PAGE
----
It's a bit more inconvenient, but protects you if they have a crash with your name still on the official paperwork. 

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2 hours ago, HH_Sailor said:

Deregister (Zulassung) the car yourself.

Don't let the buyer convince you that they'll do it 'soon'.

 

It's a bit more inconvenient, but protects you if they have a crash with your name still on the official paperwork. 

 

Also saves having to continue paying for the vehicle's insurance and KFZ-steuer!

 

2B

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Thanks @HH_Sailor and @2B_orNot2B, given the authorities are only open on weekdays, I assume that means that the sale shouldn't take place over the weekend? I saw from the ADAC guide that they recommend going with the purchaser to the registration office.

It was so much easier in the UK, when you could just tear the slip off the V5!

 

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1 hour ago, dstanners said:

given the authorities are only open on weekdays, I assume that means that the sale shouldn't take place over the weekend?

 

I've noticed over the last couple of years that a gradually increasing number of Kfz-Zulassungsstelle are opening on Saturday mornings in a move to be more 'Bürgerfreundlich' towards those of their customers who have to work all week, so you might want to check the website of your local one.

 

Prospective buyers may talk about getting red on white plates called Überführungskennzeichen but the rules on their use of changed wef 01.04.2015 so for plates needed for an Überführungsfahrt they will now issue so-called Kurzzeitkennzeichen.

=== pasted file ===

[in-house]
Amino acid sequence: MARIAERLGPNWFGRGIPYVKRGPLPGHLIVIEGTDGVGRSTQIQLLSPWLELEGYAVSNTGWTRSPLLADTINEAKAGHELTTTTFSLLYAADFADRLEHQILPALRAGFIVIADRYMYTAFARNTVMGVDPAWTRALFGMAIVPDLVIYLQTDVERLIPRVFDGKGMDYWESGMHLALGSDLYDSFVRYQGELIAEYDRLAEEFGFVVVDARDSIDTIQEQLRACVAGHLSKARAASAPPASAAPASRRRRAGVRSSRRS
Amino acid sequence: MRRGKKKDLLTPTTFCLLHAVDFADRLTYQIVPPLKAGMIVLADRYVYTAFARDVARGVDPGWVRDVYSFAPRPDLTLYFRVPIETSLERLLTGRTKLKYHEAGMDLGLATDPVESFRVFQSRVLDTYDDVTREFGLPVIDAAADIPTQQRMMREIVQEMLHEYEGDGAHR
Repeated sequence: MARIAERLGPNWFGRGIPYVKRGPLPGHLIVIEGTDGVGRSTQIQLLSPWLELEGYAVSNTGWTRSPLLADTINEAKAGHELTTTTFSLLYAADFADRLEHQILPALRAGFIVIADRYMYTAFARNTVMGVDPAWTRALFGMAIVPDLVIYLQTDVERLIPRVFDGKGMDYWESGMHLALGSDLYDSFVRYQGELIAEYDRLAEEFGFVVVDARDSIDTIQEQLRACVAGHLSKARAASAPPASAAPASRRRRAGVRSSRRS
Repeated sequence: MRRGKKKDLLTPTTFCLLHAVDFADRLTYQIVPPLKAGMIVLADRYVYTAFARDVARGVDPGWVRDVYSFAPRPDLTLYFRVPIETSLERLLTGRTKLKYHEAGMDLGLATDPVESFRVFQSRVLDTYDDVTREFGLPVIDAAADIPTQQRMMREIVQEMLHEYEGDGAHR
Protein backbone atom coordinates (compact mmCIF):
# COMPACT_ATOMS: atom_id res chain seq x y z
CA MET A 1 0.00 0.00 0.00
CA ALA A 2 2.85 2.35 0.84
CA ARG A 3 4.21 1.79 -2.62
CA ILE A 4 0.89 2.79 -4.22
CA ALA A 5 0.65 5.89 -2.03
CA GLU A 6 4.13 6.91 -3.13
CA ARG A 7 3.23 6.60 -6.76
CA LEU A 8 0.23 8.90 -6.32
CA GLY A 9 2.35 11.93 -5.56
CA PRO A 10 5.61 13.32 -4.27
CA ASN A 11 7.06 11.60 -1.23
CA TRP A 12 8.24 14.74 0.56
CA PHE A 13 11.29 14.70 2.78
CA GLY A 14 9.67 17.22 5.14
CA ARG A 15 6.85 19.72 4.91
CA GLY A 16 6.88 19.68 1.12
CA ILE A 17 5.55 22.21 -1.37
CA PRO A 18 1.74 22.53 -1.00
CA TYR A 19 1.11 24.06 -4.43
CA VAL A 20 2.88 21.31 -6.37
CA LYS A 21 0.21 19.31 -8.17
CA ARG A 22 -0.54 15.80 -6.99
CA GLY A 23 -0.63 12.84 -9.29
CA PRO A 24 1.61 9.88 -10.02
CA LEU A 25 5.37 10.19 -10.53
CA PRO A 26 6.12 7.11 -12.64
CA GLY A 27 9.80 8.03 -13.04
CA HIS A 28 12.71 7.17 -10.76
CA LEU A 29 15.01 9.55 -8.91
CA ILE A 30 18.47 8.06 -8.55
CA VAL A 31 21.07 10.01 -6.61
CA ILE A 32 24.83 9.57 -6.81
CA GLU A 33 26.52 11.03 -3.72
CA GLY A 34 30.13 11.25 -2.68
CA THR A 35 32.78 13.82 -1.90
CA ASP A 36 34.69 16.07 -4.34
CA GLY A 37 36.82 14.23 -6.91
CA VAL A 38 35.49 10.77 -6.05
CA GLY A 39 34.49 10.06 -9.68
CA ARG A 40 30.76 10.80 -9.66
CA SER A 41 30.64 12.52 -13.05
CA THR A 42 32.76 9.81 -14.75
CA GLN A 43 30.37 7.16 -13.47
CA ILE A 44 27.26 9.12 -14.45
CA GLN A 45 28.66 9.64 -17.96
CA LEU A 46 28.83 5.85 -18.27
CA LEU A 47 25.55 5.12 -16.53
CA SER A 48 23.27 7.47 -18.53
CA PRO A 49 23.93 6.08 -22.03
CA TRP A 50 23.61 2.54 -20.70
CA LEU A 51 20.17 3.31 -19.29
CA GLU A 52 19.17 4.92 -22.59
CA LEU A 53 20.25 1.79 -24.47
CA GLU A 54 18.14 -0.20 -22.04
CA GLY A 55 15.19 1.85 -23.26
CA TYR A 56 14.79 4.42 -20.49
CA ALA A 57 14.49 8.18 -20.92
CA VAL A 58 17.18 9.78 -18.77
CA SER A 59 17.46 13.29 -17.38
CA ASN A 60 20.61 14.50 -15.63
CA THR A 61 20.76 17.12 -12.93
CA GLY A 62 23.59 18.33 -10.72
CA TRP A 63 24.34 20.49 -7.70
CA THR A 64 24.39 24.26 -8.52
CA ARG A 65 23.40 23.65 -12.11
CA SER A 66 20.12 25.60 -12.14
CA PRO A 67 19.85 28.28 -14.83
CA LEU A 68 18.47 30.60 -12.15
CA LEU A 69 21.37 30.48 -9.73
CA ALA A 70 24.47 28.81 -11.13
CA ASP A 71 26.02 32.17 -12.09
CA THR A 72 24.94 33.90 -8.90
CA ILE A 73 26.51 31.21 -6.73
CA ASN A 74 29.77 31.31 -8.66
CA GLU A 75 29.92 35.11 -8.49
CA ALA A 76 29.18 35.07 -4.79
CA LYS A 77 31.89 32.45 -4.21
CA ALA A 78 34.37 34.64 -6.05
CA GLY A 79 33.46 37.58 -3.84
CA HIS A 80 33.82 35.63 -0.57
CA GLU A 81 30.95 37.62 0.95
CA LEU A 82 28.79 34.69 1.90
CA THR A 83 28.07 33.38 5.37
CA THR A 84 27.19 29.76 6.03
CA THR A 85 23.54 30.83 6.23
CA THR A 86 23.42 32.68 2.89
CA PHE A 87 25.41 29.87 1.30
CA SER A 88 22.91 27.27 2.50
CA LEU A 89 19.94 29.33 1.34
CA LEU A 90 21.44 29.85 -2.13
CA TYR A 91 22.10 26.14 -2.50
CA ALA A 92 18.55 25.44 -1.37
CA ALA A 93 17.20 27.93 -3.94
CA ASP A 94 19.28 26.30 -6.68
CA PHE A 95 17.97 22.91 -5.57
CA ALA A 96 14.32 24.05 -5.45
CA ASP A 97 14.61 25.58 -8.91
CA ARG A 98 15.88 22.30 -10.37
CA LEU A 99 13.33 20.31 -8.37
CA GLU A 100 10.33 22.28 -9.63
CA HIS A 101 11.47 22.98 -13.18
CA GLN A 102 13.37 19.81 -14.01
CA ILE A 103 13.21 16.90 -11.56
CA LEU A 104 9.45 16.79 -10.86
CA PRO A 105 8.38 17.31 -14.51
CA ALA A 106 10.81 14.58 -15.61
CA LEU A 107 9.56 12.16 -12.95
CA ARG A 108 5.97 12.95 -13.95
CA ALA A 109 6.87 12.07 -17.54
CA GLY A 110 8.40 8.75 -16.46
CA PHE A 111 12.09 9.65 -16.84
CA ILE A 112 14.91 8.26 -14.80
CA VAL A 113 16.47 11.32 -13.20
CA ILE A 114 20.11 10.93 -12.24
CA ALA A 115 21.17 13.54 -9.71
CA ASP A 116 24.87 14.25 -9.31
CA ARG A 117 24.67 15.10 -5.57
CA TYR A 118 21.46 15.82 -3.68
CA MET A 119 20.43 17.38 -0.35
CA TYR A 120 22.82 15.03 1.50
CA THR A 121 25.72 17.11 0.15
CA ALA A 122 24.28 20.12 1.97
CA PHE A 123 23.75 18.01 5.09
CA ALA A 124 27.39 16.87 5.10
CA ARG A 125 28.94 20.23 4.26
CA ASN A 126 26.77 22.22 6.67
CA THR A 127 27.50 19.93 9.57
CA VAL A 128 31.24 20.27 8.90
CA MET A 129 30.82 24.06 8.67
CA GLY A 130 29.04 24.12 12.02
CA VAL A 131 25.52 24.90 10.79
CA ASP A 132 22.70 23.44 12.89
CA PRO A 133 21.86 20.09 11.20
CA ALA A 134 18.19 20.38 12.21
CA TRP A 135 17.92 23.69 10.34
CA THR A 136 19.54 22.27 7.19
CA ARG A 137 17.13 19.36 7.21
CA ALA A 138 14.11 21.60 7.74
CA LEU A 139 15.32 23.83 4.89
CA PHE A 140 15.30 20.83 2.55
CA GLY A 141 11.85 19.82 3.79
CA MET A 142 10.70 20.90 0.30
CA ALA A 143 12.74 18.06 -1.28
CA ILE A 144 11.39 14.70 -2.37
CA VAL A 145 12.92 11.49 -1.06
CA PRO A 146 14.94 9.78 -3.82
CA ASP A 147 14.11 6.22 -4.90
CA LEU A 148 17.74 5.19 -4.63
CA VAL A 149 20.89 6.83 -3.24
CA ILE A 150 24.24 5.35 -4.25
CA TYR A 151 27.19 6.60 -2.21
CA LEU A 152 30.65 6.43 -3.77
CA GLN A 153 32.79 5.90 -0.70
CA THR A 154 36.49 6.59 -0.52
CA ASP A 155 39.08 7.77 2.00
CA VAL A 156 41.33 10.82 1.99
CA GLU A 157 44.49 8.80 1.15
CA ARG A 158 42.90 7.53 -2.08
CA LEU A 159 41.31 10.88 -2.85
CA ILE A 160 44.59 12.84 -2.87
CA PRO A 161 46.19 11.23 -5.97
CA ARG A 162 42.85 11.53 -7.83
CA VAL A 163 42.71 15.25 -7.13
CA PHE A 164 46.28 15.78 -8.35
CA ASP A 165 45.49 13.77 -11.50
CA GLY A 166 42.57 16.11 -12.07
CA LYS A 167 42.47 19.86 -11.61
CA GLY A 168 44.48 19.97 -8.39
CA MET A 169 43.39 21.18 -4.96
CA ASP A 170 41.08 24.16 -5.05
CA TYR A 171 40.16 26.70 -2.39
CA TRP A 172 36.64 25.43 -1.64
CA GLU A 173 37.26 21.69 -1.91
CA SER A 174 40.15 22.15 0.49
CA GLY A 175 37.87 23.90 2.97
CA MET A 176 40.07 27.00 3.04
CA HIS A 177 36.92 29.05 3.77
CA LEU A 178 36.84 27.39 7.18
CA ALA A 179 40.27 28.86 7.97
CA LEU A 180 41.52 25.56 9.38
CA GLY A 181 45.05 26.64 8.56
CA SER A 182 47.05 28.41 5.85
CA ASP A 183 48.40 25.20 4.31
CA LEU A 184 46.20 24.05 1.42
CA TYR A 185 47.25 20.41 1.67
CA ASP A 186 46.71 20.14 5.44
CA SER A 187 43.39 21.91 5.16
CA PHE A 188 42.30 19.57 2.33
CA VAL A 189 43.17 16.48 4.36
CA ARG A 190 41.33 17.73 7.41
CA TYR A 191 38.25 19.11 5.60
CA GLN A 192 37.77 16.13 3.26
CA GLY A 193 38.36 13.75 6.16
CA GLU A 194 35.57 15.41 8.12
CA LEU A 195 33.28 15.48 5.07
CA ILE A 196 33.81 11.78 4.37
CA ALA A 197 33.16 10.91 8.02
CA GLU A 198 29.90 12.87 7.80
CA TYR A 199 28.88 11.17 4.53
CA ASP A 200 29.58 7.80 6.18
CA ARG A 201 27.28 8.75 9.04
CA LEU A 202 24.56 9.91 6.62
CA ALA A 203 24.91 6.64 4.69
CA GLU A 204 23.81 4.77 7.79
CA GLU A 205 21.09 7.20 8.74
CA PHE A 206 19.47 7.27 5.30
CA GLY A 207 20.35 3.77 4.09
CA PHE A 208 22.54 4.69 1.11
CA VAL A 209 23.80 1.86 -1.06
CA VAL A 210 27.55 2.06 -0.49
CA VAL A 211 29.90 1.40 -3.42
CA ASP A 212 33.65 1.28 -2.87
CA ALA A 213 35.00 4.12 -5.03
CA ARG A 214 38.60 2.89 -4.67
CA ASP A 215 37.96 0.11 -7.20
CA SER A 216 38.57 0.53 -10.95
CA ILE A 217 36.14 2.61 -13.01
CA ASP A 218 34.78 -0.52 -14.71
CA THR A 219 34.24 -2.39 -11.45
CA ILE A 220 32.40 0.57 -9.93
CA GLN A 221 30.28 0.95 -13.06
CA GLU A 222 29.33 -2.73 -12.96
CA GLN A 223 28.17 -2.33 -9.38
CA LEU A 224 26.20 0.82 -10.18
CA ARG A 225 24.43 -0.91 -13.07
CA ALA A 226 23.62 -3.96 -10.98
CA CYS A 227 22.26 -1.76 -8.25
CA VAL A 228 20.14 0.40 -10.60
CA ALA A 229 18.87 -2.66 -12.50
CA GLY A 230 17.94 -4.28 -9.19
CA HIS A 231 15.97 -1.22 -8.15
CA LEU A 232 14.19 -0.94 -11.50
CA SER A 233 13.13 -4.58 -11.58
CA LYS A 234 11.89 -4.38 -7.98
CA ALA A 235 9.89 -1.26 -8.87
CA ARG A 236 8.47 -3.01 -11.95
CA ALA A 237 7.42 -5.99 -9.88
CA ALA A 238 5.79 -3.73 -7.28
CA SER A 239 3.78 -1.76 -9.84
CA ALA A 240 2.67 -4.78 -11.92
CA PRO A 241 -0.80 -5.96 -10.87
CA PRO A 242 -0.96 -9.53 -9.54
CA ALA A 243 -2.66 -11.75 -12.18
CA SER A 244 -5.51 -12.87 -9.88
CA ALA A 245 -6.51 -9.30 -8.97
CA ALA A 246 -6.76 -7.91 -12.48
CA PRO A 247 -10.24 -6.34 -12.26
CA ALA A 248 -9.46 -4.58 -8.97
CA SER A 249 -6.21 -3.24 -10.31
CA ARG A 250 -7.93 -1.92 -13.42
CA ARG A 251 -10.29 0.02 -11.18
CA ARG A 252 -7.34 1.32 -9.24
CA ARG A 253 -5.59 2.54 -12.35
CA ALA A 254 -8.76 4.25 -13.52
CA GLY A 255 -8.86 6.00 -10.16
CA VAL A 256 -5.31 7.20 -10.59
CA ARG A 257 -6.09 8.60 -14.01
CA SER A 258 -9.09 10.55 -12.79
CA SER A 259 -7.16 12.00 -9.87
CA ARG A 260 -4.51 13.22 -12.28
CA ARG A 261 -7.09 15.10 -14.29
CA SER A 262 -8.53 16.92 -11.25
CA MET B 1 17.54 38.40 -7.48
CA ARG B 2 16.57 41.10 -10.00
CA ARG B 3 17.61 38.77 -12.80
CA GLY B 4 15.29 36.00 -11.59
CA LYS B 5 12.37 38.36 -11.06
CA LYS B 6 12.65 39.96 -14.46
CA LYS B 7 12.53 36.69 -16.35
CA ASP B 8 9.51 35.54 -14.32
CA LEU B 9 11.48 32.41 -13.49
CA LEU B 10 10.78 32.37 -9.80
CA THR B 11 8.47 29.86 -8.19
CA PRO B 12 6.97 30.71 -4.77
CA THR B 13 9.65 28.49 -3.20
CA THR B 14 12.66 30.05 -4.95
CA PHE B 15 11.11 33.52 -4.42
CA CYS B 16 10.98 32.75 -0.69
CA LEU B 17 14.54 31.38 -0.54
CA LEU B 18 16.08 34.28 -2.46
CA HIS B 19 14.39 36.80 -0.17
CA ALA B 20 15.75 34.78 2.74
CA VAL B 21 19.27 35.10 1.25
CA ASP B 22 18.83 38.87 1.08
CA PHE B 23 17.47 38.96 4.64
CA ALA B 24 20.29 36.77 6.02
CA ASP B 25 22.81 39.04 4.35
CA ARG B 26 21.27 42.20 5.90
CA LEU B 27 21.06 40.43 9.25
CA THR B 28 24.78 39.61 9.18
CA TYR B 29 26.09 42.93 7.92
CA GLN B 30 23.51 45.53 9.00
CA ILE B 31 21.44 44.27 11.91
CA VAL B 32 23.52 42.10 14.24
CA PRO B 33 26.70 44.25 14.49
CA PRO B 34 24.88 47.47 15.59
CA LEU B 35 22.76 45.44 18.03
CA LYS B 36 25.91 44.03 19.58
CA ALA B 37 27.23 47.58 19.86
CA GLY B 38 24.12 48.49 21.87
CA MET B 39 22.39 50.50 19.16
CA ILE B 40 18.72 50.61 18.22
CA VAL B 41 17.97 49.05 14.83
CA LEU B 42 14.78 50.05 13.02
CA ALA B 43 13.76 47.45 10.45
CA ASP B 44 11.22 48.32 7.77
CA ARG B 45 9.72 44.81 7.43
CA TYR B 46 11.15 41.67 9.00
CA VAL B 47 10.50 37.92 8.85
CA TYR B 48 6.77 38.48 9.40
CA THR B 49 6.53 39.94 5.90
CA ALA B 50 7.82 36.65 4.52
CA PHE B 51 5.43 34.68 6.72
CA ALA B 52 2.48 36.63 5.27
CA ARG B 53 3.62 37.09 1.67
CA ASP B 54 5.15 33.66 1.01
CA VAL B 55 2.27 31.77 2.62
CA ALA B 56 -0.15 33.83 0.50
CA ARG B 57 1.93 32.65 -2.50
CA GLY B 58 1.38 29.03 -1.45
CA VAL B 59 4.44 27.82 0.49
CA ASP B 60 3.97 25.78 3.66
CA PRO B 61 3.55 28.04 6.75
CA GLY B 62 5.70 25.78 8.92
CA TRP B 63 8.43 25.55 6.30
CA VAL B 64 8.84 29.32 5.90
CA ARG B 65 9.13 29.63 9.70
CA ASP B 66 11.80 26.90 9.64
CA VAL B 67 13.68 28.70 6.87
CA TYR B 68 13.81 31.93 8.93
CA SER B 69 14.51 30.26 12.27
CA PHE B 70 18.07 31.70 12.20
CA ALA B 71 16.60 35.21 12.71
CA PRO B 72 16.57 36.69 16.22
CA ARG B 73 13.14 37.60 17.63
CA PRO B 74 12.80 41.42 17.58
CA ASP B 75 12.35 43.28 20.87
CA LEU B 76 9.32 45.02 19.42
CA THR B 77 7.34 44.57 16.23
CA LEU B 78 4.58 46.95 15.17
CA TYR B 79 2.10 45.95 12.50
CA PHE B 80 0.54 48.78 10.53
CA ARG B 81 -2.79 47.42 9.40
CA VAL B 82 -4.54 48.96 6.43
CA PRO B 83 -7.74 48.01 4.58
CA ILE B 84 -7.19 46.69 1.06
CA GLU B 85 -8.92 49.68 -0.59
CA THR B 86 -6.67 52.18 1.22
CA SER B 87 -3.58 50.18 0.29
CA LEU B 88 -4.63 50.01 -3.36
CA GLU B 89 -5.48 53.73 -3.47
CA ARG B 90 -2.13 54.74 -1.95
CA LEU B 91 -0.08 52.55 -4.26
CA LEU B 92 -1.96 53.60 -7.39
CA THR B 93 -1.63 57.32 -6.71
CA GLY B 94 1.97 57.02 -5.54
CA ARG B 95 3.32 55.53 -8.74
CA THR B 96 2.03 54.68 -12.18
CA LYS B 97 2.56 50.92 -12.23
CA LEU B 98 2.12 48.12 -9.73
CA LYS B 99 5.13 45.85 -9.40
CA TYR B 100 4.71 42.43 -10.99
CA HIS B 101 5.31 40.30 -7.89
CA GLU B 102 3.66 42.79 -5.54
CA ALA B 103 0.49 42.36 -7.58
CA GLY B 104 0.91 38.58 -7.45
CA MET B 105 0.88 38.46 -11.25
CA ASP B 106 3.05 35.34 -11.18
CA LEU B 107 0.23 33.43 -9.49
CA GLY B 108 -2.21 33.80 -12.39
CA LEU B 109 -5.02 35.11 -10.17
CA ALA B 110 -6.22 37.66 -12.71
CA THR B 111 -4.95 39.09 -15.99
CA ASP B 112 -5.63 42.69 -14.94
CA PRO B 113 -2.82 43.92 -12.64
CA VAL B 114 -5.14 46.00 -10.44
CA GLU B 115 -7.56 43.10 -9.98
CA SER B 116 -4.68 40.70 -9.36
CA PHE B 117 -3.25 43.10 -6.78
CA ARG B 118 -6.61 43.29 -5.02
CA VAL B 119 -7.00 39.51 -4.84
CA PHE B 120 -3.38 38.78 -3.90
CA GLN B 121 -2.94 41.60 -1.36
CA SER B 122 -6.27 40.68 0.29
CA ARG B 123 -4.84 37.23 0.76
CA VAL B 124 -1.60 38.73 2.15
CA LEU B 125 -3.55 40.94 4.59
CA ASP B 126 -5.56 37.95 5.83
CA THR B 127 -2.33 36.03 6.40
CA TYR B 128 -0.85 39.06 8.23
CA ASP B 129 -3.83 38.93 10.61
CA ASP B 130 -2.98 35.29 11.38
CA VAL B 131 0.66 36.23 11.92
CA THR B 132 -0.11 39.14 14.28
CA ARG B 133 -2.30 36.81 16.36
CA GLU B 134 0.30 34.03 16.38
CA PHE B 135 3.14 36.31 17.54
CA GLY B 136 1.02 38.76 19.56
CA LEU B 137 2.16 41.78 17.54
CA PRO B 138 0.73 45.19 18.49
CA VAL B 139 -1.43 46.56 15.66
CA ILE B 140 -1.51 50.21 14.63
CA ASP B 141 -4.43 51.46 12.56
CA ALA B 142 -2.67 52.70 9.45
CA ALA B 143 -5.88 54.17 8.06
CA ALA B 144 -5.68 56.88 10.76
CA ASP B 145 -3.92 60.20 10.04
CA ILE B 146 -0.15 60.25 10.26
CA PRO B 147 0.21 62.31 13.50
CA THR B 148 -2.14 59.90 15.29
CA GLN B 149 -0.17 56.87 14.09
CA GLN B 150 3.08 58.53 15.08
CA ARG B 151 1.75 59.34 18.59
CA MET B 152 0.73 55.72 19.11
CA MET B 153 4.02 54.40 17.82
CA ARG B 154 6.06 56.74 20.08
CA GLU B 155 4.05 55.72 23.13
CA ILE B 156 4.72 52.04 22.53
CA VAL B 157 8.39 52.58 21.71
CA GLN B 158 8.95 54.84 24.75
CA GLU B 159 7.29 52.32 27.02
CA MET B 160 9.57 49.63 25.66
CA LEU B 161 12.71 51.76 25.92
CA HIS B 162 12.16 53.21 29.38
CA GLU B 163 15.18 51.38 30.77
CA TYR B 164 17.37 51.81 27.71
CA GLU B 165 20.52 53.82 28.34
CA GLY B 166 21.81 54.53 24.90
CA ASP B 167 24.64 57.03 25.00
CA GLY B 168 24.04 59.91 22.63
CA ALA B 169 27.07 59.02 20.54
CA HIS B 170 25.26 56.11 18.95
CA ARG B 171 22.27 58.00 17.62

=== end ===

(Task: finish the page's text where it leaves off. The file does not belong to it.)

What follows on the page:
Whoever intends to obtain Kurzzeitkennzeichen should bring their German Personalausweiss or

Passport plus a Meldebescheinigung issued within the preceding 3 months

 

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gültiger Personalausweis oder Reisepass mit aktueller Meldebescheinigung des Bürgeramtes/Meldebehörde.
Bei Vorlage des Reisepasses oder ausländischen Personalausweises und einer Meldebescheinigung, deren Ausstellungsdatum über drei Monate zurück liegt, oder bei Nichtvorlage der Meldebescheinigung ist ein gebührenpflichtiger Abruf der Meldedaten erforderlich.

 

And have a Versicherungsbestätigungsnummer (sog. eVB) available as well as the vehicle's

Original Zulassungsbescheinigung Teil I (Fahrzeugschein) 

plus proof of a valid HU either by presentation of the actual HU (TüV) pass report or by virtue of a valid stamp in the Zulassungsbescheinigung Teil I